BLOOMINGTON — McLean County villages and small businesses could soon get a hand up from county government.
Rural areas and businesses looking to grow and bring economic development to the county would be eligible for loans under proposals being considered by the McLean County Board.
A committee of board members will meet this fall to hash out differences between two proposals from the county staff and a third from board member Jim Soeldner, who represents areas east and southeast of Bloomington-Normal, including Downs, Ellsworth, Heyworth and LeRoy.
Up to $600,000 could be spent on the program, which would use part of $1 million the county once was required by the state to set aside for community development loans. Board members discussed this spring setting up a new program with the same goal but less funding, leaving the rest for economic development or to reduce the county's property tax rate.
Under one proposal from the county staff, businesses with 50 or more local employees could apply for as much as $250,000 — 40 percent of a project's cost — to be repaid over up to 15 years at or below market rates, as long as they create one job per $35,000 lent and use specific locations in the county.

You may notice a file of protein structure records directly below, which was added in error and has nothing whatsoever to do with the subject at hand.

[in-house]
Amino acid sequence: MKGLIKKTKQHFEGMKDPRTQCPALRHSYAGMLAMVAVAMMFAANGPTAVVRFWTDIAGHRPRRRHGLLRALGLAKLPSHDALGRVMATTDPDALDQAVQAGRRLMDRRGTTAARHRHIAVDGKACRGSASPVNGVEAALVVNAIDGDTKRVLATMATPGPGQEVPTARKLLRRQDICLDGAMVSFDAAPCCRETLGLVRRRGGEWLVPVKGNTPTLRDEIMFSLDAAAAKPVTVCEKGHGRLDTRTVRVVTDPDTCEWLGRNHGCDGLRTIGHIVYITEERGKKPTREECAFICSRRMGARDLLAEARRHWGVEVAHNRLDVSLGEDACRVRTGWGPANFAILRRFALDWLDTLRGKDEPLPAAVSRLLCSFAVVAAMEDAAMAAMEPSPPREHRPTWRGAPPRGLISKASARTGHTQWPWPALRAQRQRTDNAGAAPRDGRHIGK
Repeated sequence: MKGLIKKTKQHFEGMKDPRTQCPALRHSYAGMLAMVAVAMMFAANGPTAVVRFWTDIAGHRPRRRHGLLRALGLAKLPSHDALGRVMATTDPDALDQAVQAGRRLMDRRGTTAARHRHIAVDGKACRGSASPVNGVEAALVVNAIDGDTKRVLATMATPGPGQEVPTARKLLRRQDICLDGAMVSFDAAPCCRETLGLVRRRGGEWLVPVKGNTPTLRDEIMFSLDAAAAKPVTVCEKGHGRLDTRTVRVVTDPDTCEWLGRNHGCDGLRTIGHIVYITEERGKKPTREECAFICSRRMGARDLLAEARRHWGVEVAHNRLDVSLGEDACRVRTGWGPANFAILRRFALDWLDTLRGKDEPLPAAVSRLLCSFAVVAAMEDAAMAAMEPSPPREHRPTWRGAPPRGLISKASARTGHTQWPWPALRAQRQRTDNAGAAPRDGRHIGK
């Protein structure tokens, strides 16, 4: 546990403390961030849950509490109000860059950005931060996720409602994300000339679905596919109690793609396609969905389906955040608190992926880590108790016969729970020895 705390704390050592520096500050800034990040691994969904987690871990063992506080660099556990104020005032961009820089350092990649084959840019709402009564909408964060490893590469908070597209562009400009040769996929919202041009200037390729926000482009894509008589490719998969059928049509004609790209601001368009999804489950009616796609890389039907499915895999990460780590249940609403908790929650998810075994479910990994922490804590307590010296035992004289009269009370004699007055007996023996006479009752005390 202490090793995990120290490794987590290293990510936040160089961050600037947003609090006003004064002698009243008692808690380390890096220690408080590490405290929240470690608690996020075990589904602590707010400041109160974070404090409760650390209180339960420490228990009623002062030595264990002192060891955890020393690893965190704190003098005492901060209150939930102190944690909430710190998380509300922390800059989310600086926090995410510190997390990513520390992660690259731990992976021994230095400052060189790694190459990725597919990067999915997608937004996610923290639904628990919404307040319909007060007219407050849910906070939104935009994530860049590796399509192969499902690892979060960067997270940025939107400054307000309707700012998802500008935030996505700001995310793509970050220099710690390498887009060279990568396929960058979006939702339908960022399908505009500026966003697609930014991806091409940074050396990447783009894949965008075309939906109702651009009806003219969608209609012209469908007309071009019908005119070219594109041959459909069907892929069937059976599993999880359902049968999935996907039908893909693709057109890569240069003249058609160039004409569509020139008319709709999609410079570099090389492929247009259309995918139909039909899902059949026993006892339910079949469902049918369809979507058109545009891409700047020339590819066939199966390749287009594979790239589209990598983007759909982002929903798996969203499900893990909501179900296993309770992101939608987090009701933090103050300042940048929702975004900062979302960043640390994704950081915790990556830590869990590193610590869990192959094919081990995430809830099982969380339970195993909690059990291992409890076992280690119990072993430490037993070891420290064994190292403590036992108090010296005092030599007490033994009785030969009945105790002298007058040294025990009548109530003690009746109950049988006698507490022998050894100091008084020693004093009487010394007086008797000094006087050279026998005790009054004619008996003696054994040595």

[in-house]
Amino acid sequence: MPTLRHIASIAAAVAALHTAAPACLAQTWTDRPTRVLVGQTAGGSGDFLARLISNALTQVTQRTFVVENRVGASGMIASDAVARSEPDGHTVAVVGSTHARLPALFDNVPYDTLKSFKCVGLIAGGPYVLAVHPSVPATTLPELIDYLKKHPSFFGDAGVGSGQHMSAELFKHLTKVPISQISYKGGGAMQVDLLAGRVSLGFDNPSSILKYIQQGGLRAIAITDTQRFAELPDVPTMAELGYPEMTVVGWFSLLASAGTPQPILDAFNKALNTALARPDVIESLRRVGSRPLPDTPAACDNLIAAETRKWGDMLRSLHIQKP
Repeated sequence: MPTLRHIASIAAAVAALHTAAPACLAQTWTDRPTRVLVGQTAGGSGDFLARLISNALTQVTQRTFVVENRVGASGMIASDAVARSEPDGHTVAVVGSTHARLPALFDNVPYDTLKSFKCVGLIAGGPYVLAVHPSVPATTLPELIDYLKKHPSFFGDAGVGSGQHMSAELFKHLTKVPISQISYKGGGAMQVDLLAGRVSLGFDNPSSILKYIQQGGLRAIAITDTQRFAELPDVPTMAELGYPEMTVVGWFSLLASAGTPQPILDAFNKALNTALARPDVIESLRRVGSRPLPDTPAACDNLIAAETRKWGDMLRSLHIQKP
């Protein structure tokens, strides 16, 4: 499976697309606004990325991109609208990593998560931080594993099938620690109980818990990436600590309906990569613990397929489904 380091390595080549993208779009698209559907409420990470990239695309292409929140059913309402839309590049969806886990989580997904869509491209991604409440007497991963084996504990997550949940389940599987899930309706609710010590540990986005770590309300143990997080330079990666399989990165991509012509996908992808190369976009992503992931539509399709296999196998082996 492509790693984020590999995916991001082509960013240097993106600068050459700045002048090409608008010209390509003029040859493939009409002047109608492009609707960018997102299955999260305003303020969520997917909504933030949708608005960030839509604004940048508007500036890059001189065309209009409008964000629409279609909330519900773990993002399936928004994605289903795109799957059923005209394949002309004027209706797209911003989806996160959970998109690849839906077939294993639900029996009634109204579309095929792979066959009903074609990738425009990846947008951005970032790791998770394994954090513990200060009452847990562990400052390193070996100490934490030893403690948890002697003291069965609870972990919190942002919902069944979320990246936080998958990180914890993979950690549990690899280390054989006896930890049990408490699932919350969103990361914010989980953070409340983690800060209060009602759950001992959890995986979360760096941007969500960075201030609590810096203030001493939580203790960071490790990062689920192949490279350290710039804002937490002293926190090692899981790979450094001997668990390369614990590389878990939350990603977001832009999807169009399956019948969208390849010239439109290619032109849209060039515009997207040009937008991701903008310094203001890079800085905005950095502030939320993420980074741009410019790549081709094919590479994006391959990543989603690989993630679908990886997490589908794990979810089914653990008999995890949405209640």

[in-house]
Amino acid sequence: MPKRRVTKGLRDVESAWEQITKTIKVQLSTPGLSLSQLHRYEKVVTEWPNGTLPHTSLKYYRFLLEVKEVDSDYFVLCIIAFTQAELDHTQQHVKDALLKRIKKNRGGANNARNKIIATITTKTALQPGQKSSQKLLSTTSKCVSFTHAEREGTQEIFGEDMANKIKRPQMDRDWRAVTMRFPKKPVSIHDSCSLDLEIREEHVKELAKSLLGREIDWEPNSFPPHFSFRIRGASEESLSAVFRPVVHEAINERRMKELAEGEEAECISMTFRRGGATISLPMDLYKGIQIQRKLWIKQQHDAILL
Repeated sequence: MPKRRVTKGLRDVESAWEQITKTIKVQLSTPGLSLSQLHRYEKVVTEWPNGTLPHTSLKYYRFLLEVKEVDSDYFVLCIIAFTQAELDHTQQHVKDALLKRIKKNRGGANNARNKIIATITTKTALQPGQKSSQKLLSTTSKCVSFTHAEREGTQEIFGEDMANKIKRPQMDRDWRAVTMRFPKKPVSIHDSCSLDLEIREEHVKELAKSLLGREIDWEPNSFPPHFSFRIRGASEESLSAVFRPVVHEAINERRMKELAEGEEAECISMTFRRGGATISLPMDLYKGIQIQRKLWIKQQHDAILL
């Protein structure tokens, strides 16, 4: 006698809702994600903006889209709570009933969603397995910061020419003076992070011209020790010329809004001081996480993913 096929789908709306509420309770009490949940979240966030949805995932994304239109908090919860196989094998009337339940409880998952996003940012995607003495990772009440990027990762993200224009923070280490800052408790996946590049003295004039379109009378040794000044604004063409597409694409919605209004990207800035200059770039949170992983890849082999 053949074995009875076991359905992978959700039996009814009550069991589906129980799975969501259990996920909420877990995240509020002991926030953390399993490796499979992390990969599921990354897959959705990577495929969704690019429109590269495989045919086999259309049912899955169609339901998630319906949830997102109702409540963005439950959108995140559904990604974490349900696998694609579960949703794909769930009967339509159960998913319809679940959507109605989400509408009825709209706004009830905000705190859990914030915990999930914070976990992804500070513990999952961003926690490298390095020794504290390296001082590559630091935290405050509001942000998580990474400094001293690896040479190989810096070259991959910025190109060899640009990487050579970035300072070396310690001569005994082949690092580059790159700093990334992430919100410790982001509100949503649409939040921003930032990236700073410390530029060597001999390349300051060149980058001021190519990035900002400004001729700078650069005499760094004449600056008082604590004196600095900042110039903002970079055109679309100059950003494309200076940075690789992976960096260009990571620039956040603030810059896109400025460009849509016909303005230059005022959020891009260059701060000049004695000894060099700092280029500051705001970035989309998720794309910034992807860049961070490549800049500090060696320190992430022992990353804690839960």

Under another, small businesses that can't get commercial loans could apply for as much as $50,000 to be repaid over no more than six years at 7.75 percent to 9.75 percent interest, depending on the applicant.
Both programs would include the Bloomington-Normal Economic Development Council, and Illinois Wesleyan University's Small Business Development Center could get involved as well.
"These outlines are provided to the committee as a framework and primer to committee discussion," said County Administrator Bill Wasson in a memo. "(The committee could then) provide staff with additional guidance."
Under Soeldner's proposal, rural groups would be able to apply for $10,000 to be repaid over seven years at low interest — 0 percent to 3 percent — "to promote themselves by aiding in the procurement of signage, (brochures), park equipment, other equipment and other products and services to bring in more retail, manufacturing and education opportunities."
Municipalities, civic and fraternal organizations, school groups and other not-for-profit groups would be eligible. For-profit groups would not.
A committee of County Board members, not including those who represent the area in question, would decide whether to approve loan applications.
"I believe this opportunity to aid the rural towns in McLean County would be well received by the villages and the taxpayers," said Soeldner in a memo to the board's finance committee, which discussed the idea Wednesday.
"This is in the spirit of the former (state-mandated) program, to help community development and allow groups to determine what purchasers would aid in that goal."